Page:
Rami Malek has somehow captured what he called "spontaneous beauty" that is Queen's frontman Freddie Mercury, and he brought the iconic rock star's spirit to life again Friday night in San Francisco at a special screening of "Bohemian Rhapsody."
What better place to screen the upcoming biopic of Mercury than at The Castro Theater in the Castro District, one of the most iconic and historically significant LGBTQ neighborhoods in the United States.
"The iconic look that Freddie has, this is where it’s from. It’s very important for us to be here, to play in front of the audience here. It means a lot to us, how people respond to the film here," said actor Gwilym Lee who portrays Queen's lead guitarist Brian May.
The evening kicked off with a performance from The Killer Queens, the only all-female Queen tribute band in the world based right in San Francisco.
Vocalist Nina Noir has her own broken microphone stand to emulate the iconic Mercury look, and she has the voice to match.
The band went through the greatest Queen hits, Noir at one point adorned a red crown on her head and a bright red cape as she performed "We Are The Champions", ending with "Under Pressure" also as a tribute to late David Bowie.
Following the performance, the audience got to meet Malek, Lee and Joe Mazzello who portrays Queen bassist John Deacon.
Speaking on his process in becoming Mercury, Malek said that when he found out he was going to be a part of the film, there was no time to question it too much.
"I realize that Freddie was just spontaneous beauty. There was nothing rehearsed about the guy. He got up there and he made a show in the moment, that every night hoped to be the greatest show of his life," he said.
The film follows Mercury's journey from when he worked at London's Heathrow Airport, to when he joined what used to be May and drummer Roger Taylor's band Smile in 1970, to his solo career and to Queen's unforgettable Live Aid performance in 1985.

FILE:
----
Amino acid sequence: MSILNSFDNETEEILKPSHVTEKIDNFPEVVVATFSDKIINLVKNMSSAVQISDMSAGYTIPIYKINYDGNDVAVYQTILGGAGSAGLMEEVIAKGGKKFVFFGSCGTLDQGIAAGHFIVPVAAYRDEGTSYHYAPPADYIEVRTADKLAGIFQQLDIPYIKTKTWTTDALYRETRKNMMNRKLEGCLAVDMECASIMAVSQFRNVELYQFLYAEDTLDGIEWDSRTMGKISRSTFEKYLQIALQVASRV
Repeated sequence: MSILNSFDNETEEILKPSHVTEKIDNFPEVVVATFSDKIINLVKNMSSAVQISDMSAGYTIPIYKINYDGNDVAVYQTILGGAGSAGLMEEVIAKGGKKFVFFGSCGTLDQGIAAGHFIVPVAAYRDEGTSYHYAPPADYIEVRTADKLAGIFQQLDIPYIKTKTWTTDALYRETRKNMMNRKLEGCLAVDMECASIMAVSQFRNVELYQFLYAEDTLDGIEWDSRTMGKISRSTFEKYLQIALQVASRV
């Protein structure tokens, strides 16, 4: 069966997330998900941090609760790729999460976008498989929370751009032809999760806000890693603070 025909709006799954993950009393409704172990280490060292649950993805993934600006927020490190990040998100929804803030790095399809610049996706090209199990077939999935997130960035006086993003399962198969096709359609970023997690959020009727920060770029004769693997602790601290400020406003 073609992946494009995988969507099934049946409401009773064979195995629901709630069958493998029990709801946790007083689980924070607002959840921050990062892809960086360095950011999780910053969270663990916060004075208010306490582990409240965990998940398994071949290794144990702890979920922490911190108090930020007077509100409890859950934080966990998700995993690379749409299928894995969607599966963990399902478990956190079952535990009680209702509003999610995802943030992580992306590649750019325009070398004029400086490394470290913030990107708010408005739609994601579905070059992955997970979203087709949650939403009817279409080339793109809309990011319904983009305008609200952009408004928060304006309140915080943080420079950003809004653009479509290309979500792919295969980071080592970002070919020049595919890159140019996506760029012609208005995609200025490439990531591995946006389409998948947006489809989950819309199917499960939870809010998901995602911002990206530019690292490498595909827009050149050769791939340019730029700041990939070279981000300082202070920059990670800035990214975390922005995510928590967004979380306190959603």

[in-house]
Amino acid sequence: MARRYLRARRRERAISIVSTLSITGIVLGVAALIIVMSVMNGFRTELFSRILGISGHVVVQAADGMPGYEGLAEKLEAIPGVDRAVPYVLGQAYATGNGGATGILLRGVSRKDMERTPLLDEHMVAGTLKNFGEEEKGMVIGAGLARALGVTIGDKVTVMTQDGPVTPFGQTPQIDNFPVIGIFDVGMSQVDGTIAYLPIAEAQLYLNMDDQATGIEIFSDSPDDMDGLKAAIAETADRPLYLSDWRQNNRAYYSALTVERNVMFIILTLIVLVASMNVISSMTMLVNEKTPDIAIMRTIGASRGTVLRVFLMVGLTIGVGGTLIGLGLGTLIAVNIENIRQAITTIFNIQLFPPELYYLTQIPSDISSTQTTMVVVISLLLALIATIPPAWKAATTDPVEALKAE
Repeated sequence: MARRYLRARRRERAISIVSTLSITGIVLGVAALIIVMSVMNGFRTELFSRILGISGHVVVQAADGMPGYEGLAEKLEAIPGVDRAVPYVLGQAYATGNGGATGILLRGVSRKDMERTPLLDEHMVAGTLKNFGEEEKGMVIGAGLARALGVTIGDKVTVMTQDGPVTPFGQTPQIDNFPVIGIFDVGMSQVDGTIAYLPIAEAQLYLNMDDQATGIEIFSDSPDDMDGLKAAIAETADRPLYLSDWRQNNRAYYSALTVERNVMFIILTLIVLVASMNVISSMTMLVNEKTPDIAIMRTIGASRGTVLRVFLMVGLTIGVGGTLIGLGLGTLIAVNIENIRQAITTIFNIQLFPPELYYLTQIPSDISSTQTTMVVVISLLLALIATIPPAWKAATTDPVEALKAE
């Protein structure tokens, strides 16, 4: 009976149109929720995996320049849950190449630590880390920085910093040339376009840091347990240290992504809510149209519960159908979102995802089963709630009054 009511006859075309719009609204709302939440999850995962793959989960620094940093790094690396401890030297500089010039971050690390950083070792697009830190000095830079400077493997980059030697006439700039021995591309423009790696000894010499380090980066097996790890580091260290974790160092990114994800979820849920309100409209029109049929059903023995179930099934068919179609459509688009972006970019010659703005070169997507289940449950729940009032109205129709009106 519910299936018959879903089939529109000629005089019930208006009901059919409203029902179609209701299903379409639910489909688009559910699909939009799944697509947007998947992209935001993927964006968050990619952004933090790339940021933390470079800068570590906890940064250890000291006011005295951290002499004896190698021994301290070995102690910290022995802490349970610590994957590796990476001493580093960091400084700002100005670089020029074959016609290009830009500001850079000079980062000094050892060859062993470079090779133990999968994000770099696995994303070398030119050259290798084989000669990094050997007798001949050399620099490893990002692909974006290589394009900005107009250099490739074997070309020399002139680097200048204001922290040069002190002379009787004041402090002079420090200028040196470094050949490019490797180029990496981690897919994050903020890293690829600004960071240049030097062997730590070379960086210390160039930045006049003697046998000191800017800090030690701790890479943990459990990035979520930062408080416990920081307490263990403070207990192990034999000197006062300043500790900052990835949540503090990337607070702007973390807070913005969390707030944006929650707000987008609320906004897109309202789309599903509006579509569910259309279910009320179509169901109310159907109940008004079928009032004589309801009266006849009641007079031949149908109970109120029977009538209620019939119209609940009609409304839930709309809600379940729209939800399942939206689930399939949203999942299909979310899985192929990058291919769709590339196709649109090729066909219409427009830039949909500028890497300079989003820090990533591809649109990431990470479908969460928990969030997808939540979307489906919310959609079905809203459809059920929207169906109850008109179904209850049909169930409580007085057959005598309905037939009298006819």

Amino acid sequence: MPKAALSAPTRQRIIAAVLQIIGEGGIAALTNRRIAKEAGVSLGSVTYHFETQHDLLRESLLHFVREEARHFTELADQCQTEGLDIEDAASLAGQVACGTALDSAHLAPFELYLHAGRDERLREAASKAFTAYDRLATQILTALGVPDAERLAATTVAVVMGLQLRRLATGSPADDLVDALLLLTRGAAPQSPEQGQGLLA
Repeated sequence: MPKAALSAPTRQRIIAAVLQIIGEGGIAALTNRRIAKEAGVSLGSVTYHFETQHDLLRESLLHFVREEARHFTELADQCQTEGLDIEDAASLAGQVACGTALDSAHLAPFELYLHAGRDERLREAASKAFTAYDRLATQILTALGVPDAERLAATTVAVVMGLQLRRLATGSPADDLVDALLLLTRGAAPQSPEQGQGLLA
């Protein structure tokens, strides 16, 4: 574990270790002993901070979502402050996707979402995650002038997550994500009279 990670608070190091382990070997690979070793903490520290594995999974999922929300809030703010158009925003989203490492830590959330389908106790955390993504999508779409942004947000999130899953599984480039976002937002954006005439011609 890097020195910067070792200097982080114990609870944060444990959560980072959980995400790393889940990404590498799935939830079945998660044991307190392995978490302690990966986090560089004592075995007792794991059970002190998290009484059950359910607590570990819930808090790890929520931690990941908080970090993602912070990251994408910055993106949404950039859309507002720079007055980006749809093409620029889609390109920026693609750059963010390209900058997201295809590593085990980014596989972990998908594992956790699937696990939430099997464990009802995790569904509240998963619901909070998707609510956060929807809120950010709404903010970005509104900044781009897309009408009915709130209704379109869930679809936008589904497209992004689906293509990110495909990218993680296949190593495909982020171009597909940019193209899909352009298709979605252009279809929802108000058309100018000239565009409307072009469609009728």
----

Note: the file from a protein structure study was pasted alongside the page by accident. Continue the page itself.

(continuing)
Mercury was a private person and fans didn't get to see much of what he's like behind closed doors. The film offers that small window into the relationships he had with his family (who were refugees from what was Sultanate of Zanzibar and now Tanzania), with the "love of his life" Mary Austin, and his partner, Jim Hutton, who took care of him until he died in 1991 from complications resulting from AIDS.
Malek says people often asked what the greatest piece of advice the remaining members of Queen gave him for the role and he said something that entirely summed up why Mercury is loved deeply by people all over the world:
"It’s not necessarily anything they told me about Freddie, it’s about how they talk about him. You just see it in their eyes. You see something in their demeanor entirely changes."
"There is something that is so uniquely special to this man that he could give you what he did on stage and the life he lived at home - be this shy, very vulnerable, this loving person who is very generous behind closed doors and obviously had inner strife and conflict going on, but it enlightened me as to why he was so bold on stage, why he was so captivating. Because there’s something just burning inside of him, all these things and in one place he could really share it was out there with hundreds of thousands," Malek continued.
After the screening, Renee Rogoff, who was among Queen fans in the audience, left The Castro Theater speechless and overwhelmed with tears.
"I remember what it was like to grow up in a time when it wasn’t OK to be gay, when if it was you who had a disease, no one would touch you. I’m not gay but I spend a lot of my life fighting for gay rights, and the fact that somebody can live that way and be that amazing and touch so many lives and find a way to be accepted and tell his message during a time when nobody like that was allowed to, and for us to honor it now, in the country that we’re living in - it’s really special," Rogoff reacted.
Others who talked outside theater said that they quickly forgot that Malek wasn't Mercury, that Malek disappeared into one of the greatest performers in history.
And as Mazzello said in closing, Queen's music is for everyone and it's an escape.
"It’s if you’re having a bad day or something’s going on at work or you’re sick or whatever it is, you just get to come here in the movie theater and have a little joy for a little while," and the film served its purpose in that sense.
"The Bohemian Rhapsody" officially premieres in theaters on Nov. 2.